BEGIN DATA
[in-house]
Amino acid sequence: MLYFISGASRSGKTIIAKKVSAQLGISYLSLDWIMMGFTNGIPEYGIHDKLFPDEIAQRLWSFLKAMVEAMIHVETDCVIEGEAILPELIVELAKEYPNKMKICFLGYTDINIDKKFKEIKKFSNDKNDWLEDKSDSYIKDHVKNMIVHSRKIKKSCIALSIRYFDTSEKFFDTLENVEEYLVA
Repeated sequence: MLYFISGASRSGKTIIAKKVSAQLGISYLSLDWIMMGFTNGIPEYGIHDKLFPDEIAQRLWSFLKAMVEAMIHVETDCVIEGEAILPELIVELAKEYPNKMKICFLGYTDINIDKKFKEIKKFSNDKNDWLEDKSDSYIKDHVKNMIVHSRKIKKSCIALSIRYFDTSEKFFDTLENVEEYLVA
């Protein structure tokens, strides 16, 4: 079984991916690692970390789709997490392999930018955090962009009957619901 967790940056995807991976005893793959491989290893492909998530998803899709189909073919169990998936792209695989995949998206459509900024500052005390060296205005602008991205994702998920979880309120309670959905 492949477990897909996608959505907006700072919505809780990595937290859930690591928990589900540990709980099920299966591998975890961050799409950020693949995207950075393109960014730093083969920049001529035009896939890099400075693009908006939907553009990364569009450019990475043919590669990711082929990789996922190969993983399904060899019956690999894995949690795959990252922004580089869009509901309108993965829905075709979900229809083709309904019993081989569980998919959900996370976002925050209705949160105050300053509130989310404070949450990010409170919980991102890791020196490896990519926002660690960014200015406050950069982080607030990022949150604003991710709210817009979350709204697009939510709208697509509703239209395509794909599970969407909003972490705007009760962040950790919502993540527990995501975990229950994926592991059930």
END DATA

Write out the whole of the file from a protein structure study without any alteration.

[in-house]
Amino acid sequence: MLYFISGASRSGKTIIAKKVSAQLGISYLSLDWIMMGFTNGIPEYGIHDKLFPDEIAQRLWSFLKAMVEAMIHVETDCVIEGEAILPELIVELAKEYPNKMKICFLGYTDINIDKKFKEIKKFSNDKNDWLEDKSDSYIKDHVKNMIVHSRKIKKSCIALSIRYFDTSEKFFDTLENVEEYLVA
Repeated sequence: MLYFISGASRSGKTIIAKKVSAQLGISYLSLDWIMMGFTNGIPEYGIHDKLFPDEIAQRLWSFLKAMVEAMIHVETDCVIEGEAILPELIVELAKEYPNKMKICFLGYTDINIDKKFKEIKKFSNDKNDWLEDKSDSYIKDHVKNMIVHSRKIKKSCIALSIRYFDTSEKFFDTLENVEEYLVA
């Protein structure tokens, strides 16, 4: 079984991916690692970390789709997490392999930018955090962009009957619901 967790940056995807991976005893793959491989290893492909998530998803899709189909073919169990998936792209695989995949998206459509900024500052005390060296205005602008991205994702998920979880309120309670959905 492949477990897909996608959505907006700072919505809780990595937290859930690591928990589900540990709980099920299966591998975890961050799409950020693949995207950075393109960014730093083969920049001529035009896939890099400075693009908006939907553009990364569009450019990475043919590669990711082929990789996922190969993983399904060899019956690999894995949690795959990252922004580089869009509901309108993965829905075709979900229809083709309904019993081989569980998919959900996370976002925050209705949160105050300053509130989310404070949450990010409170919980991102890791020196490896990519926002660690960014200015406050950069982080607030990022949150604003991710709210817009979350709204697009939510709208697509509703239209395509794909599970969407909003972490705007009760962040950790919502993540527990995501975990229950994926592991059930």